The IRS has a new calculator to solve your W-4 confusion



Myles Ma

Myles Ma

Senior Managing Editor

Myles Ma is a health care expert & personal finance writer for Policygenius. He edits the Easy Money newsletter.

Published March 9, 2018|4 min read

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The first day of a new job usually involves filling out a bunch of forms. One of them is your W-4. It's not a catchy or descriptive name. If it were up to me, it would be called the "How much of my paycheck should go to taxes" form.

That's because the form tells your employer how much of your paycheck to withhold for federal income taxes. Hence the name.

If you're like me, you don't give your W-4 too much thought when you're filling it out and even less after, even if your tax situation may have changed. But it's a good idea to keep it updated, because it affects both your take-home pay and the size of your tax refund.

Not sure how to fill one out? The IRS recently released a withholding calculator to help identify how much of each paycheck you should set aside for taxes.

How to use the calculator

Using the calculator is easier if you have a few recent pay stubs and your last income tax return. The first thing the calculator asks is your filing status: single, married filing jointly, married filing separately, head of household or qualifying widow(er). You'll also need to estimate your 2018 income before taxes and add up how much federal income tax has been withheld from your pay so far this year.

The calculator does its magic, then tells you how much income tax you can expect to pay for the year, your expected return based on your current withholding and how to change your withholding to reduce the size of your return.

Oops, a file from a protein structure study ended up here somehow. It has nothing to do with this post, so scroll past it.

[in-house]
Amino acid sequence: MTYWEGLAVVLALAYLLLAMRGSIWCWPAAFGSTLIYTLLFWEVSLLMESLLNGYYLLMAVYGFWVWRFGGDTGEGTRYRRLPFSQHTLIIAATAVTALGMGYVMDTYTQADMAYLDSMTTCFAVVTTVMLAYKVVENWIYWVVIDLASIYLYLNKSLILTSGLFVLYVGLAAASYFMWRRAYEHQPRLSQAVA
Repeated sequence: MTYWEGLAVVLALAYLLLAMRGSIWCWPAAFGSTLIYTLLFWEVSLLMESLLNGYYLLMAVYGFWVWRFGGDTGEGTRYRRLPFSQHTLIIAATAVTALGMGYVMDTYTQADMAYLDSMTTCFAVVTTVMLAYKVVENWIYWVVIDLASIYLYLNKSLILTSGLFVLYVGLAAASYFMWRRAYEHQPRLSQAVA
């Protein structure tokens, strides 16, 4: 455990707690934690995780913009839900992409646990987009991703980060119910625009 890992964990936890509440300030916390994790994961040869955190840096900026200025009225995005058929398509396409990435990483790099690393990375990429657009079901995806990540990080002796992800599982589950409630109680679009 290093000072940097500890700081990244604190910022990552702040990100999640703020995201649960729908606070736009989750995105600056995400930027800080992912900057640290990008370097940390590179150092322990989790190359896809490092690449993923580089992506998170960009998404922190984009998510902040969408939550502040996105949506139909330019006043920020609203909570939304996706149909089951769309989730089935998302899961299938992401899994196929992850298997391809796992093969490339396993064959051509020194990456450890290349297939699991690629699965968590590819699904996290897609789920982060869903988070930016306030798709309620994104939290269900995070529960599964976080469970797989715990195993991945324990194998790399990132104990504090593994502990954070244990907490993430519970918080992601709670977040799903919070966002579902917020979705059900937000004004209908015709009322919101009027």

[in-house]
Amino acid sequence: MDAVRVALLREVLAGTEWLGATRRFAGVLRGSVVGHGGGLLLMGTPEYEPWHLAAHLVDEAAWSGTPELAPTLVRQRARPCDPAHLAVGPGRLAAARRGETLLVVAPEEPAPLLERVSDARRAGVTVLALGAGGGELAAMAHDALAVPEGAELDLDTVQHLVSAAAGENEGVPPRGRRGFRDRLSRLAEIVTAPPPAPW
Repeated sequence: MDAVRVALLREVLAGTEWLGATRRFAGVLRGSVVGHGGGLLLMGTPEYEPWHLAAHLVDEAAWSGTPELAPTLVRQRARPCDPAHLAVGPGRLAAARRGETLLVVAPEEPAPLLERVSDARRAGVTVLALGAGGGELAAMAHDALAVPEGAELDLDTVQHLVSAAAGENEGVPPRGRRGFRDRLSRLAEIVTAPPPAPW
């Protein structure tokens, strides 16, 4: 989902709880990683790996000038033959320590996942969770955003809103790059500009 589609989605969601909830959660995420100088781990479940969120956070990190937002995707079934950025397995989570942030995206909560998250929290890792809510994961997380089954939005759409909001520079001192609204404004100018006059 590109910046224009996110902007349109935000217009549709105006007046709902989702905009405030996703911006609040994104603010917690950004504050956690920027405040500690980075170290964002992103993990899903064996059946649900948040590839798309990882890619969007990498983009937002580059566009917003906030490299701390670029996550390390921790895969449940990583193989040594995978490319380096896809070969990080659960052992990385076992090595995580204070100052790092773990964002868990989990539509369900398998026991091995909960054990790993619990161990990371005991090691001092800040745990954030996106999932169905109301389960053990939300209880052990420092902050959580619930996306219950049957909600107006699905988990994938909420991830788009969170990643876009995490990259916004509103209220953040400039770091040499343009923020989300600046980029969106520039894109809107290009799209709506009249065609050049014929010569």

Wait, why would I want a smaller tax return?

You might think of your tax return as a bonus you get from the government every spring. It's not.

Here's how it works: Each year, you owe a certain amount of income taxes based on your income and deductions. (This may have changed for you this year thanks to a new tax law.)

"Withholding is a way of prepaying that bill," said Allan Katz, a certified financial planner president of Comprehensive Wealth Management on Staten Island, N.Y. "Each employee can choose how much is withheld by choosing how many dependents they have."

If you put a higher number on your W-4, less money comes out of each paycheck, and less money goes toward paying your tax bill.

"This will make each paycheck seem larger, but at the end of the year, your refund will be smaller, or worse, instead of a refund, you will owe money," Katz said. "This may also cause penalties or interest."

Conversely, if you put a lower number of allowances on your W-4, your paycheck will be smaller and you'll set aside more money for your tax bill. If you do that, you're more likely to get a bigger refund. You get a refund at tax time when the money taken out of your paycheck adds up to more money than you owe in taxes, and you owe money when you don't withhold enough from your checks to pay your tax bill.

"Some people feel that you shouldn't withhold too much because you are in essence giving the government an interest-free loan," Katz said.

That's one way of looking at it. The refund you get is your money. It's the change left over from paying your tax bill. If you're withholding too much, you're basically letting the government hang on to it until tax time. You could stick it in a savings account instead and earn some interest or find some other use for it.

"Others like to use this as a forced savings and then use the refund for different purposes," Katz said.

It might not be the most productive use of your money, but if you think you would waste the extra cash instead of saving it, maybe it's better for the government to hang on to the money. The IRS calculator doesn't seem to advocate for this. It always recommends closely matching your withholding to your actual tax bill so your refund is as small as possible.

That's why Katz recommends speaking with a tax preparer or financial adviser to see what the best option is for you. Make sure it's someone you trust, though. Katz mentioned that some accountants like to withhold as much as people so it looks like they scored their clients a big refund. Just remember: A big refund isn't always a good thing.

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